Leading the charge to legalize marijuana in California
SAN DIEGO (KUSI) — If California legalizes marijuana, it would be the fifth state to allow pot for recreational use.
California’s lieutenant governor came to San Diego Thursday to campaign in support of Prop-64.
There’s probably no state official with more knowledge of the marijuana issue than Gavin Newsom.
California’s lieutenant governor organized a blue ribbon panel in 2013 to start looking at some of the consequences of legalizing marijuana. All of that was prep work for a decision that Newsom calls a game changer.
If the ban on marijuana was intended to root out drugs, Lieutenant Gov. Newsom said the ban hasn’t worked.
Surrounded by other advocates for legalizing marijuana, a religious leader, a former prosecutor, a mother whose son was prosecuted for marijuana use, News said he’s supporting the measure. Not because he wants to see more cannabis use, but because of what he sees as the devastating effects of making it illegal.
Gretchen Bergman is the executive director of a parents’ group that supports Prop-64.
In 1991, her 20-year-old son was arrested for marijuana possession. In asking for the prohibition to be lifted, Bergman said this will keep people like her son from being punished.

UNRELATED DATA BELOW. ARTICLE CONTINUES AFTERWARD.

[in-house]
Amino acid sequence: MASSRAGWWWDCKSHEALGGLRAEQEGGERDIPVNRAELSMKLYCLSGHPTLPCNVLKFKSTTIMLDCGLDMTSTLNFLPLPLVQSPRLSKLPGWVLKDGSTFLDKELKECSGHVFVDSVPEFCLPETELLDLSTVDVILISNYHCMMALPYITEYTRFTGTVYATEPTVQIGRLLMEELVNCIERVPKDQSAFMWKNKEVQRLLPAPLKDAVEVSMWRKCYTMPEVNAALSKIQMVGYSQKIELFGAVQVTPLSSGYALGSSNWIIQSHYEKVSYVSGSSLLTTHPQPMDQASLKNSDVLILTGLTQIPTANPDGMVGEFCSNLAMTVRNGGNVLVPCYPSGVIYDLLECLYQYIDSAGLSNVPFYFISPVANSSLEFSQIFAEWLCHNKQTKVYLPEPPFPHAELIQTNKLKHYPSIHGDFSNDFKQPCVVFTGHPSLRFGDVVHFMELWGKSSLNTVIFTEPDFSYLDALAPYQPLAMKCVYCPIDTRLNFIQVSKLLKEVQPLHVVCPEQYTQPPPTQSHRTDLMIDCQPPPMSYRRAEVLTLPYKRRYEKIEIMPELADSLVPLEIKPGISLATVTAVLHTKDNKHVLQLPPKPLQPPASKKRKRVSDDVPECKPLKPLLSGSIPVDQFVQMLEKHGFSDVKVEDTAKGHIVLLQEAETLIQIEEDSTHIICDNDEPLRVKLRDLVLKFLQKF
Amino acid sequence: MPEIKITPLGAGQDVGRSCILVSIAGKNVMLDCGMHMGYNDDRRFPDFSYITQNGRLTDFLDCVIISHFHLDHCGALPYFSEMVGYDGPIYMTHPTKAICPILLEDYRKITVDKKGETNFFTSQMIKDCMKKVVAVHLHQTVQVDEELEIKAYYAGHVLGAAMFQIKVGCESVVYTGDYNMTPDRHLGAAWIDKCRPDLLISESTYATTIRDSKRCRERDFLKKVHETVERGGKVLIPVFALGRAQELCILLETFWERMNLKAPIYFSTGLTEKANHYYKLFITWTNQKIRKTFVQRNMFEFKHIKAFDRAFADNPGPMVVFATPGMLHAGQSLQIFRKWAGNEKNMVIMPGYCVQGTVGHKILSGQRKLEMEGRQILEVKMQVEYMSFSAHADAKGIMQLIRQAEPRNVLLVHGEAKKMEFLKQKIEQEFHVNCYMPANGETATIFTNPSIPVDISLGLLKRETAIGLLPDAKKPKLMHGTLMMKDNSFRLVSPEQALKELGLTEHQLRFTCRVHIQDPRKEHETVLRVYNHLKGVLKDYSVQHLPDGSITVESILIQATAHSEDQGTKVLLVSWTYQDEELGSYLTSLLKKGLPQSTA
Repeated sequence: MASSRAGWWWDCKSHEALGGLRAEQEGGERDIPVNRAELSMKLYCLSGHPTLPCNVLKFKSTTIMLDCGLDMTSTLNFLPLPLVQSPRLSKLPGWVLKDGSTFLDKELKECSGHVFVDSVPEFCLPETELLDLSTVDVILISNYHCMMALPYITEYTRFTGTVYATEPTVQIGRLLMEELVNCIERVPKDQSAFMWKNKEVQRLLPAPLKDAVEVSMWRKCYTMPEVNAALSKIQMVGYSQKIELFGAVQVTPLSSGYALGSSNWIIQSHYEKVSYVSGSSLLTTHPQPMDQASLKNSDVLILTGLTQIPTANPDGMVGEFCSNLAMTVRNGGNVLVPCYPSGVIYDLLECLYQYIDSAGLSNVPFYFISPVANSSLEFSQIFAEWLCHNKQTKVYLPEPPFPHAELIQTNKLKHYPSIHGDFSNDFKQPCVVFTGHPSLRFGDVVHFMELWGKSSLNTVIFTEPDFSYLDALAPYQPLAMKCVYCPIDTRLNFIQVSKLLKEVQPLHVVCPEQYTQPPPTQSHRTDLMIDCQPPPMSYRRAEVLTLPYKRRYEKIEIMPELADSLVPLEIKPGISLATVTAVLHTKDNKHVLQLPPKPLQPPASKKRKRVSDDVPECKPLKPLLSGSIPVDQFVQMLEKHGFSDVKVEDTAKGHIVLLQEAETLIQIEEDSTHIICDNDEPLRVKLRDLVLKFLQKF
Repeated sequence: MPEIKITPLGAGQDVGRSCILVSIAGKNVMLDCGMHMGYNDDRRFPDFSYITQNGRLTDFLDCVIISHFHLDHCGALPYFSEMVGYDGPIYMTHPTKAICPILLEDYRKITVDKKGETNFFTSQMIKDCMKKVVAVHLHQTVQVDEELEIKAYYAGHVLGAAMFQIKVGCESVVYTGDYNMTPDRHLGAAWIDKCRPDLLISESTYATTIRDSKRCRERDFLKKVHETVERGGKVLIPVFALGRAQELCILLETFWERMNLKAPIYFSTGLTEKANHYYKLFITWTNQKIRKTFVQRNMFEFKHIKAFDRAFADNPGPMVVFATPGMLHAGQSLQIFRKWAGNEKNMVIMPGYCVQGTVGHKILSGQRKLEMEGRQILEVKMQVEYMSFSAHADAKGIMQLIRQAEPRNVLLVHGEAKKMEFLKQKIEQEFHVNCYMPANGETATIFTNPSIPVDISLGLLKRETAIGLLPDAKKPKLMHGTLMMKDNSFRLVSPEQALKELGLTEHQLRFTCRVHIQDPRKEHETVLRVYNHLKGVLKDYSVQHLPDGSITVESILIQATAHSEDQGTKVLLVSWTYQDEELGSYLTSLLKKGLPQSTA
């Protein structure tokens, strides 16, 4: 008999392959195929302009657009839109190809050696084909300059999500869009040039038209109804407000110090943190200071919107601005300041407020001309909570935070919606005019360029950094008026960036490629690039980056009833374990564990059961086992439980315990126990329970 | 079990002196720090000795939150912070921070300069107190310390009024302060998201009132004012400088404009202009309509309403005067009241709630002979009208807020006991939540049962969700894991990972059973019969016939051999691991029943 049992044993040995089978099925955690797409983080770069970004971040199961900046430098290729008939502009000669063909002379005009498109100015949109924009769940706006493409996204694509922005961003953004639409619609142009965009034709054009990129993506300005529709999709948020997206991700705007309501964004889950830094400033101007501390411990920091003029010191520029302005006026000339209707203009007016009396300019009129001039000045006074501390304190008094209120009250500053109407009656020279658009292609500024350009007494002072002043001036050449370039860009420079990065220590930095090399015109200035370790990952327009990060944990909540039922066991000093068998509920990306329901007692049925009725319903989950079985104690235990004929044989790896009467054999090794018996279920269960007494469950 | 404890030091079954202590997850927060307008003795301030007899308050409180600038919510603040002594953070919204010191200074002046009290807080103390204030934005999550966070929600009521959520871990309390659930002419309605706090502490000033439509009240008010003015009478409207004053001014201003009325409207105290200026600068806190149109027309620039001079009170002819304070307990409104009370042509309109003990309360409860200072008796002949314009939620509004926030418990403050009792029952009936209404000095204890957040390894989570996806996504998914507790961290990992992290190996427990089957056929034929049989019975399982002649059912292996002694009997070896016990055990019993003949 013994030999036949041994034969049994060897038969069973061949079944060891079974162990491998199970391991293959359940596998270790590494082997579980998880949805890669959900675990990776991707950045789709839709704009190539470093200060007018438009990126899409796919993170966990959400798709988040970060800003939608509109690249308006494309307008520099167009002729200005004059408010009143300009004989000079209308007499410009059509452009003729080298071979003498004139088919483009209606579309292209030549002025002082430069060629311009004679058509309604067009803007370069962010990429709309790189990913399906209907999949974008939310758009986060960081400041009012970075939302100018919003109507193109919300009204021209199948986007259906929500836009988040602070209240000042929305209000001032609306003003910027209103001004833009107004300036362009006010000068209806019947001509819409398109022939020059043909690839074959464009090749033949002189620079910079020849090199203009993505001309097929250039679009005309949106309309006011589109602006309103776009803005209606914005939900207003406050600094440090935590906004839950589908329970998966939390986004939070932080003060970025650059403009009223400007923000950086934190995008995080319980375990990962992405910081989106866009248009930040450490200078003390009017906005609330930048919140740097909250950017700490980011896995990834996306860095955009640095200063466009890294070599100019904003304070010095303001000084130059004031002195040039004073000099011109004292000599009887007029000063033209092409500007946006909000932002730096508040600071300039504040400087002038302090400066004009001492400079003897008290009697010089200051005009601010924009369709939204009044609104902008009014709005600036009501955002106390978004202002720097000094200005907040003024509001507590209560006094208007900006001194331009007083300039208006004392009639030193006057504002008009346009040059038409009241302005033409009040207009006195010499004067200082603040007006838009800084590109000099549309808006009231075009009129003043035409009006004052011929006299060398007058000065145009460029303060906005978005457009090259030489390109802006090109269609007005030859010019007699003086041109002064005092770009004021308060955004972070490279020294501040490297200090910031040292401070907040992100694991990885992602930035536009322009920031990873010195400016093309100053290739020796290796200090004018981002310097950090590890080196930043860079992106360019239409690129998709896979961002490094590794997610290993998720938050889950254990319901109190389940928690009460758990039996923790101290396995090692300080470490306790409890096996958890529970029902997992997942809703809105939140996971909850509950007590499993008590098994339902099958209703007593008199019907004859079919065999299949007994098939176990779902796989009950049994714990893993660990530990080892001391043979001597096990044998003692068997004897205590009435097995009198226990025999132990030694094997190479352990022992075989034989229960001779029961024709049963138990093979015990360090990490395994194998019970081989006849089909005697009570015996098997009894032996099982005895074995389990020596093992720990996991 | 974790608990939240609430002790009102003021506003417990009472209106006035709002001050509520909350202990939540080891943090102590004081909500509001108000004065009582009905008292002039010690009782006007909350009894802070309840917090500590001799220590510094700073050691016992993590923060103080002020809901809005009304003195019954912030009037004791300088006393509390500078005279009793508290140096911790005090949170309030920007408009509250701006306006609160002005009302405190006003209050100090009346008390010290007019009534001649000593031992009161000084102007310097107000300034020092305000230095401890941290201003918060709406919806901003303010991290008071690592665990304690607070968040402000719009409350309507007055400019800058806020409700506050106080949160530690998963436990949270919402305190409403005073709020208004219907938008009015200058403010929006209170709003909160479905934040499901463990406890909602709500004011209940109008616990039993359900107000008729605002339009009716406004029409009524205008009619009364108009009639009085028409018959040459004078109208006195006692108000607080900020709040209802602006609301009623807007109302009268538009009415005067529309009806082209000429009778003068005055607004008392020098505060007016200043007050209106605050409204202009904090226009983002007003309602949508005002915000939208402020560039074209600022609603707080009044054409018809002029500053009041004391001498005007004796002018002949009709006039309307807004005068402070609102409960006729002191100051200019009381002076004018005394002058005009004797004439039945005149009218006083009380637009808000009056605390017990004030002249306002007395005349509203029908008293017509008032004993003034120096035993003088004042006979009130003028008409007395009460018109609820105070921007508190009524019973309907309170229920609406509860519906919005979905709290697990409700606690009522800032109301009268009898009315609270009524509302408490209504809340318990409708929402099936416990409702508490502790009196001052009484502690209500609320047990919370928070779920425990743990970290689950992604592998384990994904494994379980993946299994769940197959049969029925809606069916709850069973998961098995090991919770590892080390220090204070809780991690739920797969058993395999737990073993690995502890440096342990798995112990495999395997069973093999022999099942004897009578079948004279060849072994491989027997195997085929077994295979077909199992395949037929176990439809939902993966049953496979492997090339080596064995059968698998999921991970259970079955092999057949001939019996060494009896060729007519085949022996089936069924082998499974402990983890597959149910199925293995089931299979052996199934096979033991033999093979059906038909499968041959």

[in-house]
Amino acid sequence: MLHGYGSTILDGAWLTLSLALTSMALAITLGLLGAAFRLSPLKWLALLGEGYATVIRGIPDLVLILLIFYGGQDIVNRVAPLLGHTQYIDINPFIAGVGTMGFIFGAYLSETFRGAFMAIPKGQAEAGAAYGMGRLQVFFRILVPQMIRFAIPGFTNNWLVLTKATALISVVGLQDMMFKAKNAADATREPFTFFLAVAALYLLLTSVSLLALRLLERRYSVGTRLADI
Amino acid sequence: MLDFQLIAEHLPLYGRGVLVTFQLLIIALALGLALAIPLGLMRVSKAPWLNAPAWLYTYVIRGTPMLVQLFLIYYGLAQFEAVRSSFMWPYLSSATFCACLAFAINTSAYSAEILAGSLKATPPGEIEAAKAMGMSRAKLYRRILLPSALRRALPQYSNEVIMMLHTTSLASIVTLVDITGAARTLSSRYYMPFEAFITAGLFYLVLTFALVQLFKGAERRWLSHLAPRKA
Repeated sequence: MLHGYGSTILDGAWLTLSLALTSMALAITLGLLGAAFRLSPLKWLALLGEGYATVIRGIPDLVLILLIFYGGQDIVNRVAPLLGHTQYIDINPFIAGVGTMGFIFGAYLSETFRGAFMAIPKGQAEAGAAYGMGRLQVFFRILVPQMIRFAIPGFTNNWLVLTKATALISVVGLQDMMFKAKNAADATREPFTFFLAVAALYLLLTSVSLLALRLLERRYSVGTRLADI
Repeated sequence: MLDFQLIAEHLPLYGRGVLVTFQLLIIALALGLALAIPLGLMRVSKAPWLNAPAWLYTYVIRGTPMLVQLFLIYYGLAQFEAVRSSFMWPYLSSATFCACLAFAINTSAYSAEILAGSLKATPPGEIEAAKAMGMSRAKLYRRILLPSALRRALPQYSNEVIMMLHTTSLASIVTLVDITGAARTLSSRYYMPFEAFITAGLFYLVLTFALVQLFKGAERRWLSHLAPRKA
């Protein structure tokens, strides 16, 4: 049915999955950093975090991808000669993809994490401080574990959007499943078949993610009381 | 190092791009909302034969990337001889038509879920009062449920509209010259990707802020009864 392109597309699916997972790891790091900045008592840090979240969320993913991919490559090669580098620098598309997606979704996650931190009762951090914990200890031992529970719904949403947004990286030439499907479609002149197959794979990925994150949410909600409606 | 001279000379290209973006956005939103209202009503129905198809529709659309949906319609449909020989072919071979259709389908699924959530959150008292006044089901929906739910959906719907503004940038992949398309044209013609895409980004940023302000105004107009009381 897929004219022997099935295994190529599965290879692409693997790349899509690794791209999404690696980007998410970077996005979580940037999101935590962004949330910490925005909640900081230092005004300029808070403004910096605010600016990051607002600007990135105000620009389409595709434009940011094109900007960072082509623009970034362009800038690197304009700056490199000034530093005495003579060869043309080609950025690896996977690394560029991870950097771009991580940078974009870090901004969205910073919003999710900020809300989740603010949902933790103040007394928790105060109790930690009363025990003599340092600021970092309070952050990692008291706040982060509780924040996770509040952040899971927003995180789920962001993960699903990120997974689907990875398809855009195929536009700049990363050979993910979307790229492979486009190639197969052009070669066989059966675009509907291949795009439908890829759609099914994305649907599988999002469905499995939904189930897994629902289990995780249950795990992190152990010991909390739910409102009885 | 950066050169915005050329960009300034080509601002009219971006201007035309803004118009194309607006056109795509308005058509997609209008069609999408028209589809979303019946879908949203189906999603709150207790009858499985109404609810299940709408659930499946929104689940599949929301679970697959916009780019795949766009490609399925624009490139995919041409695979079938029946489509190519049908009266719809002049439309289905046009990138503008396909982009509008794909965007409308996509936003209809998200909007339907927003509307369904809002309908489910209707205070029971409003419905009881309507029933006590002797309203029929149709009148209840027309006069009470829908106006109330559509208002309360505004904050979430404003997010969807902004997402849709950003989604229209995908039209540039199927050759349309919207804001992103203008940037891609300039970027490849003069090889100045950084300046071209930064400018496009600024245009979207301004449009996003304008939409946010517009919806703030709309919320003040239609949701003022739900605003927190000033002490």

Gov. Newsom covered a broad range of topics, from taxation to local control, allowing towns and cities to pass their own rules to regulate marijuana businesses.
If voters decide to make marijuana legal, people who were convicted for some marijuana offenses can have their criminal records wiped clean.
Newsom said passing Prop-64 won’t make the drug cartels disappear, but he sees the greater good in ending the war on drugs and restoring social justice.
Opponents of the measure say they are concerned about adverse effects on public health, especially among young people.
The law enforcement community has not been supportive of the proposition, in part, because of what may occur with drivers under the influence.
Many Californians essentially feel their marijuana is already legal since it seems to be ubiquitous, easily obtained by anyone with a medical marijuana card.